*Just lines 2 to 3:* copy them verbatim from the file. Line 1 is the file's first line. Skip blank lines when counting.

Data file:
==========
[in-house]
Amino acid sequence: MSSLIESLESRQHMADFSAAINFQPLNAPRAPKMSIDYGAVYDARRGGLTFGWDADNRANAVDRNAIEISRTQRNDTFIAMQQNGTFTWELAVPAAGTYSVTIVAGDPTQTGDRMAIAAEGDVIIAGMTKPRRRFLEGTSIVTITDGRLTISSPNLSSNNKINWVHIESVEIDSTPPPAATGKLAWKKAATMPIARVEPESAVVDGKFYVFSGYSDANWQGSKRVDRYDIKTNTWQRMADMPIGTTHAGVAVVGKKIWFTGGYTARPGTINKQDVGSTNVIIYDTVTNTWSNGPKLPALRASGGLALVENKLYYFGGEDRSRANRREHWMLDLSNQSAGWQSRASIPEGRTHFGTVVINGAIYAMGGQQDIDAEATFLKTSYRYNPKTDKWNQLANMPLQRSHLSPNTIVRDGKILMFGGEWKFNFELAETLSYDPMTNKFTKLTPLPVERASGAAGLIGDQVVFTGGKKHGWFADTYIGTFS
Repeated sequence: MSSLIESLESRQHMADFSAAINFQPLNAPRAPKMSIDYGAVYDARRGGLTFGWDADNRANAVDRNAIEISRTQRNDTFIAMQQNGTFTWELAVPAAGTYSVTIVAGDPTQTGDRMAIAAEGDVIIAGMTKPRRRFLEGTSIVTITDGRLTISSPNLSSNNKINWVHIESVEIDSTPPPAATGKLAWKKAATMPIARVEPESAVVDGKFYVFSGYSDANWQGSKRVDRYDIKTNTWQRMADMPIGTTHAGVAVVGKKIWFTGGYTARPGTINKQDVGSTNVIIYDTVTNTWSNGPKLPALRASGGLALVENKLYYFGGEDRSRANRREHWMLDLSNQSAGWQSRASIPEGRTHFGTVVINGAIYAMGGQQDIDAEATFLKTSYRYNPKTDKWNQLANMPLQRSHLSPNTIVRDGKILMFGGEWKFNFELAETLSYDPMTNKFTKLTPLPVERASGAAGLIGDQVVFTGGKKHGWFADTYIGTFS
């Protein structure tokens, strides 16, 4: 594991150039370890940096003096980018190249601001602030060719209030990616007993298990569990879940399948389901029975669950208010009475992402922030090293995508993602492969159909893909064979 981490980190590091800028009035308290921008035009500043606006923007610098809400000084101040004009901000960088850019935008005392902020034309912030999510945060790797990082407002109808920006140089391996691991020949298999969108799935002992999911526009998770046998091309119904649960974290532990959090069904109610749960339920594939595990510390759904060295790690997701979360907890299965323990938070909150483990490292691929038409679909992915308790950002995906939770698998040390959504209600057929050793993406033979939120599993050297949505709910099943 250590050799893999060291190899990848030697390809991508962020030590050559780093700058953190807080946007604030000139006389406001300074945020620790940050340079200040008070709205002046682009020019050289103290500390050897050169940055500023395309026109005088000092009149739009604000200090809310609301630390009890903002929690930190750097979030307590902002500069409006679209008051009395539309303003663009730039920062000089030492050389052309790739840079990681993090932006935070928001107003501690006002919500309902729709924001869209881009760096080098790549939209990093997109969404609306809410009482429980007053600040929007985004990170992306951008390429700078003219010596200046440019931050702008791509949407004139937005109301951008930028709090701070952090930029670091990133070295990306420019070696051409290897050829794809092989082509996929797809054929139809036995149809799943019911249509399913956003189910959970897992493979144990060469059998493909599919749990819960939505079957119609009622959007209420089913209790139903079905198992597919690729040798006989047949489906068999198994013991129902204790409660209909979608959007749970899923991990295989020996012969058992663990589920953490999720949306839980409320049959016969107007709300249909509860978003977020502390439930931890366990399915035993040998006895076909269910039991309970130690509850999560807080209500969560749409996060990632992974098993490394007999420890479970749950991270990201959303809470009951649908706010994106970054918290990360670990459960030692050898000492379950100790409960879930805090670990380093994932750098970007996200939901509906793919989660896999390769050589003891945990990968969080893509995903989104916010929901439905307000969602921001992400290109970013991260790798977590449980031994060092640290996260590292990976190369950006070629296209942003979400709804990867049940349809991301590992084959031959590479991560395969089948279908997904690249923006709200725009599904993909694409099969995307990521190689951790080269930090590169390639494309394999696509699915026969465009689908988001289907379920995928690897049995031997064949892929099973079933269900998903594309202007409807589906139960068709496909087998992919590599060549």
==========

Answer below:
Amino acid sequence: MSSLIESLESRQHMADFSAAINFQPLNAPRAPKMSIDYGAVYDARRGGLTFGWDADNRANAVDRNAIEISRTQRNDTFIAMQQNGTFTWELAVPAAGTYSVTIVAGDPTQTGDRMAIAAEGDVIIAGMTKPRRRFLEGTSIVTITDGRLTISSPNLSSNNKINWVHIESVEIDSTPPPAATGKLAWKKAATMPIARVEPESAVVDGKFYVFSGYSDANWQGSKRVDRYDIKTNTWQRMADMPIGTTHAGVAVVGKKIWFTGGYTARPGTINKQDVGSTNVIIYDTVTNTWSNGPKLPALRASGGLALVENKLYYFGGEDRSRANRREHWMLDLSNQSAGWQSRASIPEGRTHFGTVVINGAIYAMGGQQDIDAEATFLKTSYRYNPKTDKWNQLANMPLQRSHLSPNTIVRDGKILMFGGEWKFNFELAETLSYDPMTNKFTKLTPLPVERASGAAGLIGDQVVFTGGKKHGWFADTYIGTFS
Repeated sequence: MSSLIESLESRQHMADFSAAINFQPLNAPRAPKMSIDYGAVYDARRGGLTFGWDADNRANAVDRNAIEISRTQRNDTFIAMQQNGTFTWELAVPAAGTYSVTIVAGDPTQTGDRMAIAAEGDVIIAGMTKPRRRFLEGTSIVTITDGRLTISSPNLSSNNKINWVHIESVEIDSTPPPAATGKLAWKKAATMPIARVEPESAVVDGKFYVFSGYSDANWQGSKRVDRYDIKTNTWQRMADMPIGTTHAGVAVVGKKIWFTGGYTARPGTINKQDVGSTNVIIYDTVTNTWSNGPKLPALRASGGLALVENKLYYFGGEDRSRANRREHWMLDLSNQSAGWQSRASIPEGRTHFGTVVINGAIYAMGGQQDIDAEATFLKTSYRYNPKTDKWNQLANMPLQRSHLSPNTIVRDGKILMFGGEWKFNFELAETLSYDPMTNKFTKLTPLPVERASGAAGLIGDQVVFTGGKKHGWFADTYIGTFS